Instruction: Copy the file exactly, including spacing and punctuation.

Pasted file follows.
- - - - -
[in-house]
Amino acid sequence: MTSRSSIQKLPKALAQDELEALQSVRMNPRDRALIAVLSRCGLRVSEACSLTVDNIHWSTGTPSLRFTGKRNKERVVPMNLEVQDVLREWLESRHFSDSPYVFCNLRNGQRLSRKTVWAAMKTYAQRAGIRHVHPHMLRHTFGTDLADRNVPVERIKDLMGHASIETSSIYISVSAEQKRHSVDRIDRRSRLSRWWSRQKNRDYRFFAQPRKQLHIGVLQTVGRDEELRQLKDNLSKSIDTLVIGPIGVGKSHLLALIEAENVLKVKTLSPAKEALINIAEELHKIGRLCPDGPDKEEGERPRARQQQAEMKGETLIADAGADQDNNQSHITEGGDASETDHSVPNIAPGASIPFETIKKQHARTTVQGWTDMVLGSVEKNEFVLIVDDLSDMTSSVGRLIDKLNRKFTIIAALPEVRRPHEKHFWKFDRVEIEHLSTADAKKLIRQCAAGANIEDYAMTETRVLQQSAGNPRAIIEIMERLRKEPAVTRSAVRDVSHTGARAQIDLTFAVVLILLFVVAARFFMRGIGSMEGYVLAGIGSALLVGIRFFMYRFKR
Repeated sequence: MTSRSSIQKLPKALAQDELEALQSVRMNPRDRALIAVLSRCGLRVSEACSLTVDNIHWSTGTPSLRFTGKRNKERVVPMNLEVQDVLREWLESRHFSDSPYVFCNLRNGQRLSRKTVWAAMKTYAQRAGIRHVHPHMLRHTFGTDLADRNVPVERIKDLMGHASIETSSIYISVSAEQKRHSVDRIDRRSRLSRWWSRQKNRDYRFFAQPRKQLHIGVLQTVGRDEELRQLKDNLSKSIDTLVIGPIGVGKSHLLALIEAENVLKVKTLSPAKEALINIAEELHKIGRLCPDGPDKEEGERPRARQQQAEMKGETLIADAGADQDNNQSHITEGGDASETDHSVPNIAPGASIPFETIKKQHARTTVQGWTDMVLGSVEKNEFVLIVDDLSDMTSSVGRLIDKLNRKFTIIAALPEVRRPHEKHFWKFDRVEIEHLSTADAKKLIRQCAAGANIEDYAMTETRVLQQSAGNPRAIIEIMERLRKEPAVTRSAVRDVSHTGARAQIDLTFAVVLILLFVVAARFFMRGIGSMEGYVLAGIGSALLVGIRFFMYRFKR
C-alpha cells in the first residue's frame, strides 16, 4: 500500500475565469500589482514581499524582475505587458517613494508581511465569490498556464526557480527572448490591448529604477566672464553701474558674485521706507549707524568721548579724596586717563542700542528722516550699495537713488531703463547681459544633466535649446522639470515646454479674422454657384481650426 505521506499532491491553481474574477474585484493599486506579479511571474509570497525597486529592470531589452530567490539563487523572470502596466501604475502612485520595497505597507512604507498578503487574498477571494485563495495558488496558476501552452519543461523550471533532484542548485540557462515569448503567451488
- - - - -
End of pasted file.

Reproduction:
[in-house]
Amino acid sequence: MTSRSSIQKLPKALAQDELEALQSVRMNPRDRALIAVLSRCGLRVSEACSLTVDNIHWSTGTPSLRFTGKRNKERVVPMNLEVQDVLREWLESRHFSDSPYVFCNLRNGQRLSRKTVWAAMKTYAQRAGIRHVHPHMLRHTFGTDLADRNVPVERIKDLMGHASIETSSIYISVSAEQKRHSVDRIDRRSRLSRWWSRQKNRDYRFFAQPRKQLHIGVLQTVGRDEELRQLKDNLSKSIDTLVIGPIGVGKSHLLALIEAENVLKVKTLSPAKEALINIAEELHKIGRLCPDGPDKEEGERPRARQQQAEMKGETLIADAGADQDNNQSHITEGGDASETDHSVPNIAPGASIPFETIKKQHARTTVQGWTDMVLGSVEKNEFVLIVDDLSDMTSSVGRLIDKLNRKFTIIAALPEVRRPHEKHFWKFDRVEIEHLSTADAKKLIRQCAAGANIEDYAMTETRVLQQSAGNPRAIIEIMERLRKEPAVTRSAVRDVSHTGARAQIDLTFAVVLILLFVVAARFFMRGIGSMEGYVLAGIGSALLVGIRFFMYRFKR
Repeated sequence: MTSRSSIQKLPKALAQDELEALQSVRMNPRDRALIAVLSRCGLRVSEACSLTVDNIHWSTGTPSLRFTGKRNKERVVPMNLEVQDVLREWLESRHFSDSPYVFCNLRNGQRLSRKTVWAAMKTYAQRAGIRHVHPHMLRHTFGTDLADRNVPVERIKDLMGHASIETSSIYISVSAEQKRHSVDRIDRRSRLSRWWSRQKNRDYRFFAQPRKQLHIGVLQTVGRDEELRQLKDNLSKSIDTLVIGPIGVGKSHLLALIEAENVLKVKTLSPAKEALINIAEELHKIGRLCPDGPDKEEGERPRARQQQAEMKGETLIADAGADQDNNQSHITEGGDASETDHSVPNIAPGASIPFETIKKQHARTTVQGWTDMVLGSVEKNEFVLIVDDLSDMTSSVGRLIDKLNRKFTIIAALPEVRRPHEKHFWKFDRVEIEHLSTADAKKLIRQCAAGANIEDYAMTETRVLQQSAGNPRAIIEIMERLRKEPAVTRSAVRDVSHTGARAQIDLTFAVVLILLFVVAARFFMRGIGSMEGYVLAGIGSALLVGIRFFMYRFKR
C-alpha cells in the first residue's frame, strides 16, 4: 500500500475565469500589482514581499524582475505587458517613494508581511465569490498556464526557480527572448490591448529604477566672464553701474558674485521706507549707524568721548579724596586717563542700542528722516550699495537713488531703463547681459544633466535649446522639470515646454479674422454657384481650426 505521506499532491491553481474574477474585484493599486506579479511571474509570497525597486529592470531589452530567490539563487523572470502596466501604475502612485520595497505597507512604507498578503487574498477571494485563495495558488496558476501552452519543461523550471533532484542548485540557462515569448503567451488